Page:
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For someone supposed to be a political whiz due to staff experience on Capitol Hill, Treasury Secretary Jack Lew sure has been acting like a political bungler in explaining to Congress why strong currency manipulation sanctions don’t belong in trade deals like President Obama’s proposed Trans-Pacific Partnership (TPP).

In his April 21 letter to the Senate Finance Committee, Lew both fatally undermined both the president’s insistence that the fast track bill gives Congress meaningful influence on U.S. trade negotiations, and Washington’s (feeble) efforts to end protectionist exchange rate policies abroad.

Lew’s letter, after all, emphasized two arguments. He claimed, “all of the partners consulted have made clear that they will not support the introduction of enforceable currency provisions in the context of trade agreements, and specifically, the TPP.” And he pointed to the administration’s “serious concern that in any trade negotiation other countries would insist that an enforceable currency provision be designed so it could be used to challenge legitimate U.S. monetary policy, an outcome we would find unacceptable.“

Lew’s first point amounts to an admission that Congress can put all the negotiating instructions it wants to in a fast track bill, but that the administration will ignore them if the other TPP countries (or any other countries talking trade with Washington) say they oppose them. Of course, this position not only tells lawmakers they’re kidding themselves. It also tells America’s interlocutors that they have the whip hand in trade talks.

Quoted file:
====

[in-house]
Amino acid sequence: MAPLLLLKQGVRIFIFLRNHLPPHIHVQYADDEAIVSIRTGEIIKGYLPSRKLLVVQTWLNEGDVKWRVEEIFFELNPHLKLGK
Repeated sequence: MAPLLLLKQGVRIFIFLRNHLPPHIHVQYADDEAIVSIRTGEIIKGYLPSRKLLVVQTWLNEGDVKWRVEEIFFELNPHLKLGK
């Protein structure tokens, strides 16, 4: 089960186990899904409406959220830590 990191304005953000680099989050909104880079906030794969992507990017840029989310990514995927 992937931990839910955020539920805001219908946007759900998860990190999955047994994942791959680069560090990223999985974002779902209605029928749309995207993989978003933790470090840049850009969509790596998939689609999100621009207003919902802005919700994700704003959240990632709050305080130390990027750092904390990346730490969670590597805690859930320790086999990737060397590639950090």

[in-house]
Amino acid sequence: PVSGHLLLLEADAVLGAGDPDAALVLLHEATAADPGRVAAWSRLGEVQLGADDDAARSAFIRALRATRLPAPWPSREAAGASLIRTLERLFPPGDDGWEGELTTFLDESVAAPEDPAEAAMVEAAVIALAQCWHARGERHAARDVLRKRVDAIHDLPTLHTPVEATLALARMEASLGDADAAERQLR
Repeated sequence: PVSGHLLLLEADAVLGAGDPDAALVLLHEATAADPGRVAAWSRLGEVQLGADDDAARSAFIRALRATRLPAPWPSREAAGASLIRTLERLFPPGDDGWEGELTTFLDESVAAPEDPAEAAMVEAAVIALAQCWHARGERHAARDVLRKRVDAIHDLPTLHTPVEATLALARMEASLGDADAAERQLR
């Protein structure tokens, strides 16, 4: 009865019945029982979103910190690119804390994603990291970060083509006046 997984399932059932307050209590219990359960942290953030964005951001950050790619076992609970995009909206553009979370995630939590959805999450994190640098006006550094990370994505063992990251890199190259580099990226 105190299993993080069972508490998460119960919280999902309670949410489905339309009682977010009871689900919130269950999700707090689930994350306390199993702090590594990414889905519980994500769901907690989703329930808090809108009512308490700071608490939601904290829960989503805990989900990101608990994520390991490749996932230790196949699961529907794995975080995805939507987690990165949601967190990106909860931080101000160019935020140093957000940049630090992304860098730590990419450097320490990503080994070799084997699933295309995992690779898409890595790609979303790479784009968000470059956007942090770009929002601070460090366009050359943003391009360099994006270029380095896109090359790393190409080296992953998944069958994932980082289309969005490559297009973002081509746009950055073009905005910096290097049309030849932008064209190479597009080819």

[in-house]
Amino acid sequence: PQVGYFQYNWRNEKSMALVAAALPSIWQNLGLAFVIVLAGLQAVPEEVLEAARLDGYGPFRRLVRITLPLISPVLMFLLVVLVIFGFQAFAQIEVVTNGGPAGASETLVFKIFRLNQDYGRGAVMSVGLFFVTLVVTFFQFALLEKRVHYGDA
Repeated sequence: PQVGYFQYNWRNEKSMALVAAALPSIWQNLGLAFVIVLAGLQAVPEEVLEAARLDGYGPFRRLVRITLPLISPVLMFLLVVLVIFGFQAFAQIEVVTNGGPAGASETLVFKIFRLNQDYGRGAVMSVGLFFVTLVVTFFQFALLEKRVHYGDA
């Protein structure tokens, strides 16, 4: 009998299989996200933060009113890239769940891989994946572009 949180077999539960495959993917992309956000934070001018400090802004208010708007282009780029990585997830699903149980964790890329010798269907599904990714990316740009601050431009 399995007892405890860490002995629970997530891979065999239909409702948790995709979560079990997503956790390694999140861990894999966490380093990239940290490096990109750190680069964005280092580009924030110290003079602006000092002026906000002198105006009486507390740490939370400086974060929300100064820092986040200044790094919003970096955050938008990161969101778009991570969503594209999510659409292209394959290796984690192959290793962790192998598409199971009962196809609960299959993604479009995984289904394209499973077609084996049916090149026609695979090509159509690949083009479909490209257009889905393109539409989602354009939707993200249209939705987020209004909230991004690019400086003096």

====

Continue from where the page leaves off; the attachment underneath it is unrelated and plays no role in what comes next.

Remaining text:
Lew’s second point needlessly hands foreign governments an all-purpose excuse to stonewall Washington’s efforts to eliminate “unfair and inappropriate currency polices [that] have hurt our workers and firms,” as he has labeled them. For now his counterparts need only claim that these measures are no different from America’s own monetary easing.

Especially weird about this Lew argument is that, assuming it’s serious, his own efforts to end these foreign exchange rate policies logically have to be based on a belief that they are clearly different from the Federal Reserve’s moves. Rather than strengthen foreign governments’ positions, why doesn’t he tell Congress, the American people, and U.S. trade rivals what these distinctions are, and urge American lawmakers to add to his bargaining power by linking countermeasures to the trade talks?

One likely answer: Despite official protestations to the contrary, President Obama is ready to accept a bad TPP trade deal over no deal at all. Consequently, Congress has been put squarely on the spot. A senior U.S. official has now openly admitted that its instructions are pointless, and that Mr. Obama’s position on lawmakers’ currency concerns is a matter of choice, not necessity. What better reasons to end the sham of TPP and fast tracking its approval once and for all?